Why your business should accept cryptocurrency
John McAfee, founder of McAfee, once said, “You can’t stop things like Bitcoin. It will be everywhere and the world will have to readjust. World governments will have to readjust.”
This statement is starting to come to fruition, and 2016 is going to be a big year for cryptocurrency.
Digital currencies like Bitcoin, Litecoin, and others have been around for only a short while, but have created a massive stir in online and financial communities. As it currently stands, more than 100,000 businesses across the globe accept Bitcoin. What may surprise you is that Amazon, Subway, Tesla, and Expedia are a few of those companies. In 2015, some of the world’s largestfinancial brands like Visa, NASDAQ, and others, invested in Bitcoin startups. It is clear that cryptocurrencies, once thought to only be used by criminals and other nefarious characters, is becoming mainstream. As Gil Luria, an analyst at Wedbush Securities, puts it, this is all “a game changer in terms of attitude towards the technology.”
Yet despite recent acceptance, many small businesses are reluctant to begin welcoming the digital “cash” into their registers. What is the core source of resistance? Implementation costs? Fear of fluctuation? If these are your reasons, you are missing out on a handsome opportunity to grow your business and increase profits.
Let’s put some concerns to rest and outline five of the major benefits to your business accepting cryptocurrency.
1. Cryptocurrency is Cheaper than Credit Cards
With technologies in place that allow businesses to accept these digital forms of currency, payments are transferred directly from sender to receiver, effectively cutting out the middle man: credit card companies. This means that transaction fees are greatly reduced since most financial institutions charge up to three percent or more per purchase. In a society that is increasingly “cashless” and relying mainly on plastic to conduct business, these numbers add up to substantial losses for business owners. In 2014, processing fees paid by U.S. merchants totaled more than $78 billion. For small business owners, this could be the difference between a prosperous year and operating in the red.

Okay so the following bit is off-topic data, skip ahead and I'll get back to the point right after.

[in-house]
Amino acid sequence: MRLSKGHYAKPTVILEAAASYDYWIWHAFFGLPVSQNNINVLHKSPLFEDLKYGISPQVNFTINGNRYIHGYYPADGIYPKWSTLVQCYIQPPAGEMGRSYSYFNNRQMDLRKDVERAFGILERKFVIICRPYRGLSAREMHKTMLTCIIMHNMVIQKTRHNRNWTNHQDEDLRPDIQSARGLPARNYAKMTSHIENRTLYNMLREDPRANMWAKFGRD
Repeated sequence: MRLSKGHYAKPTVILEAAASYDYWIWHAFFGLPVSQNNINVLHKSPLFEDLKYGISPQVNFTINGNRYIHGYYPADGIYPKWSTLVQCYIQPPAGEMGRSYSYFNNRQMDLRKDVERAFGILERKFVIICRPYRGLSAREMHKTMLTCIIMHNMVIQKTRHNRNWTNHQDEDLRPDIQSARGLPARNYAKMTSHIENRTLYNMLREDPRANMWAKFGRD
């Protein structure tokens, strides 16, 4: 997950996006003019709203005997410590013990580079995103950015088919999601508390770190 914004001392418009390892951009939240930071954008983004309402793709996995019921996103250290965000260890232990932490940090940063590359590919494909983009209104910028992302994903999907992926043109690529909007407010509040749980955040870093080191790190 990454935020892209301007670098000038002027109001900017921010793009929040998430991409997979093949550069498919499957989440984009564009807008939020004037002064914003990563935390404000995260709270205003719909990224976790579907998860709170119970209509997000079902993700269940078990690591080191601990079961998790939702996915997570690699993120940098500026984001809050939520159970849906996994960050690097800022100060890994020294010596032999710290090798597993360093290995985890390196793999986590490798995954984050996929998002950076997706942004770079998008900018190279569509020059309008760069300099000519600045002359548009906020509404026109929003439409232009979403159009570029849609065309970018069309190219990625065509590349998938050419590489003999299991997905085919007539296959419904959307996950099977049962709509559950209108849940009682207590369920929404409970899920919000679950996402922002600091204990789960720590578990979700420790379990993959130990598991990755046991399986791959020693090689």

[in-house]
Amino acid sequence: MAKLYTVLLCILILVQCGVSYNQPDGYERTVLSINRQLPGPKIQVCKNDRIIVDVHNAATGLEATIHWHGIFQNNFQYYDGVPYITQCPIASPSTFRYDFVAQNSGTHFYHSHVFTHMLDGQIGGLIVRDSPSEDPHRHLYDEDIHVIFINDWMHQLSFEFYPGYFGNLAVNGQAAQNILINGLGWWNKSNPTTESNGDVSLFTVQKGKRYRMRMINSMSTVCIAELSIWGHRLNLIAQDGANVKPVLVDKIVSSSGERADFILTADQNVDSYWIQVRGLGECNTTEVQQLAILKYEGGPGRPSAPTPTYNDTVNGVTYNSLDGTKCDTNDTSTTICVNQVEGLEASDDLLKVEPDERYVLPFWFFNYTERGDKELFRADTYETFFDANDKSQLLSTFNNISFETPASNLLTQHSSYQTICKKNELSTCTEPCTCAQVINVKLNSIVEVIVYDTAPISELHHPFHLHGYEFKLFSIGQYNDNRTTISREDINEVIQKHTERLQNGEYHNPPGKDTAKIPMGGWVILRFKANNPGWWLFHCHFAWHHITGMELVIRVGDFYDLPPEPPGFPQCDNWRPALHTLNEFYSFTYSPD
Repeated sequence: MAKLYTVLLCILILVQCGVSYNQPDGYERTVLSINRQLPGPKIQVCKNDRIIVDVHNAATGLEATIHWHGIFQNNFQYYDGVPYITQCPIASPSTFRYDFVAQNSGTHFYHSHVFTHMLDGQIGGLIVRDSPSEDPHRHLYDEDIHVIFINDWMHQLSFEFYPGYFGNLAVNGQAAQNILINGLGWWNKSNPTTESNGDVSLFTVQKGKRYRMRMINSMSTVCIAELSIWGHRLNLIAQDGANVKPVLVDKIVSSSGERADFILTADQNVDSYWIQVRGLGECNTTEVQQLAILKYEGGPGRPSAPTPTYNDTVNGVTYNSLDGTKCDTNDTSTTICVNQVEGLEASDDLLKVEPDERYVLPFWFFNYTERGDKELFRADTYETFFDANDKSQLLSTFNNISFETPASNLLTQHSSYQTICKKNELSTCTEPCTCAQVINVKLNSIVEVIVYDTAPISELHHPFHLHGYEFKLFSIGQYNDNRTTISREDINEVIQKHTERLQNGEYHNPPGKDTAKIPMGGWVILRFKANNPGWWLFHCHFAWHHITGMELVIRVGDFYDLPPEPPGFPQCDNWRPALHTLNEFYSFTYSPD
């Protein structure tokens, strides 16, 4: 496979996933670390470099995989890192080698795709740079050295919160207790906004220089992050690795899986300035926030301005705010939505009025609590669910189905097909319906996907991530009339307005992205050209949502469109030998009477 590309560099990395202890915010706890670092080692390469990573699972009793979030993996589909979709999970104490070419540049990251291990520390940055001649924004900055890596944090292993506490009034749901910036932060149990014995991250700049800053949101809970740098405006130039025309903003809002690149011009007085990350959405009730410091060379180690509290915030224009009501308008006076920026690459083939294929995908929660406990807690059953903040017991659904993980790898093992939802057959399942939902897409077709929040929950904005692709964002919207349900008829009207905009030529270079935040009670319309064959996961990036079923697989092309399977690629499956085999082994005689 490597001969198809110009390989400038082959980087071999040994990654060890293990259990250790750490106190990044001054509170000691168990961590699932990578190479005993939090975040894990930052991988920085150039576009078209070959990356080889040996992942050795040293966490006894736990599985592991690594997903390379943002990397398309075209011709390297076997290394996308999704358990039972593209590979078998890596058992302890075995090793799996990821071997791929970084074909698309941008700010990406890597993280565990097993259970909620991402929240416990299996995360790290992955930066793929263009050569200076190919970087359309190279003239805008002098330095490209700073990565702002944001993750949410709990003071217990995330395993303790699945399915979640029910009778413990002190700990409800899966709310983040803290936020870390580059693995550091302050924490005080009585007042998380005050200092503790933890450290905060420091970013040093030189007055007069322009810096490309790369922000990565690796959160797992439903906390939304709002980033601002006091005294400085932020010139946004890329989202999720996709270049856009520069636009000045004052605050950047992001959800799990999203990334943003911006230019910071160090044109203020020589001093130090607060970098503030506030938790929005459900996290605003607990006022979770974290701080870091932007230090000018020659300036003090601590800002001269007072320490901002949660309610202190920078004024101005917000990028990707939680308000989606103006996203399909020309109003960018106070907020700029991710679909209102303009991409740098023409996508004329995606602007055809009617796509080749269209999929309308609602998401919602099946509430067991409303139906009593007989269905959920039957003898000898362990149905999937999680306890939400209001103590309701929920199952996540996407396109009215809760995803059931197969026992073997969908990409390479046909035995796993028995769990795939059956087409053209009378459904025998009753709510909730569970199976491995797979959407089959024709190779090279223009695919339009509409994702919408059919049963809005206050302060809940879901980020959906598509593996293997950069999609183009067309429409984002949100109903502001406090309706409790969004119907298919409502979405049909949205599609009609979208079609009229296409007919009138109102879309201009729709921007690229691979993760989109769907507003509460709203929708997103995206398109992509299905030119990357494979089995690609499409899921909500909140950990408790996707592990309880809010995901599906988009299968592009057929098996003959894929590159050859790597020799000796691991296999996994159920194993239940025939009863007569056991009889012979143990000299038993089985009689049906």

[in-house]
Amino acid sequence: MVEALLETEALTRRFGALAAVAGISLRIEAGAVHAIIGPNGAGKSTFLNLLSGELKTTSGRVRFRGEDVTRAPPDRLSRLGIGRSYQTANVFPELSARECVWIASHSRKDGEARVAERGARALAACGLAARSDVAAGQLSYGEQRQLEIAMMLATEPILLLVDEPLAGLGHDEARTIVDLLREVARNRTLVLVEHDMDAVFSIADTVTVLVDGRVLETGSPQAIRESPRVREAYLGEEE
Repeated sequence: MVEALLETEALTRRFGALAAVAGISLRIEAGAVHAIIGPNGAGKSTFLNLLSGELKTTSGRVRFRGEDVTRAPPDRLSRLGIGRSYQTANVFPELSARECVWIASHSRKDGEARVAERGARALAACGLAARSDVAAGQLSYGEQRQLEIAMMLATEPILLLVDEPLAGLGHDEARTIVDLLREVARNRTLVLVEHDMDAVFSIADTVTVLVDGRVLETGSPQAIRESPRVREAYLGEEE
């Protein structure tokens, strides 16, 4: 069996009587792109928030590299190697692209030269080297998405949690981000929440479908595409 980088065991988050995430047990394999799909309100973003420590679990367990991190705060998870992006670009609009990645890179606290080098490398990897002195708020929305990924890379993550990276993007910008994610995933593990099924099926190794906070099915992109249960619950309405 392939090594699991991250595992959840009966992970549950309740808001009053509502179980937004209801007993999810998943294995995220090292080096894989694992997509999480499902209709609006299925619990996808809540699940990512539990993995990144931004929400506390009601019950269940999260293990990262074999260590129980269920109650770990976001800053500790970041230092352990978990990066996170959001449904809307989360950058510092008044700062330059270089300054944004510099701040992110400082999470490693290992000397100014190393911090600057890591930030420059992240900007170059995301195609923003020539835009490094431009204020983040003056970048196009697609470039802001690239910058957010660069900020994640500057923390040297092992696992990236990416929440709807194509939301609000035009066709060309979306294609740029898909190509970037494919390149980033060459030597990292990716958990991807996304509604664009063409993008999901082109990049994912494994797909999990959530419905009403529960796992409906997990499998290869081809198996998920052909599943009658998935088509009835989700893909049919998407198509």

Lee Marburg, founder of the Bitcoin-only online electronics store CoinsForTech, ships to more than 60 countries around the world. Thanks to cryptocurrencies his business saved more than $17,000 solely in processing fees. He stated, “We processed over $500,000 in transactions and paid nothing in processing cost.”
2. Tighter Security
Credit cards are the most popular form of payment among consumers. Yet every year, major companies are hacked into with the goal of obtaining its customers’ personal and financial information. But don’t think it’s just the big wigs that get hacked; small businesses are an ideal target for cyber thieves. Cryptocurrencies are far more secure, because they don’t require personal data to be entered when making purchases and implement a send-only protocol, meaning there are no numbers left for hackers to get their hands on. This makes for a much safer experience for both you and your customers. Plus, with the added benefit of reductions in PCI DSS costs that ensure credit card security compliance, you stand to save even more money.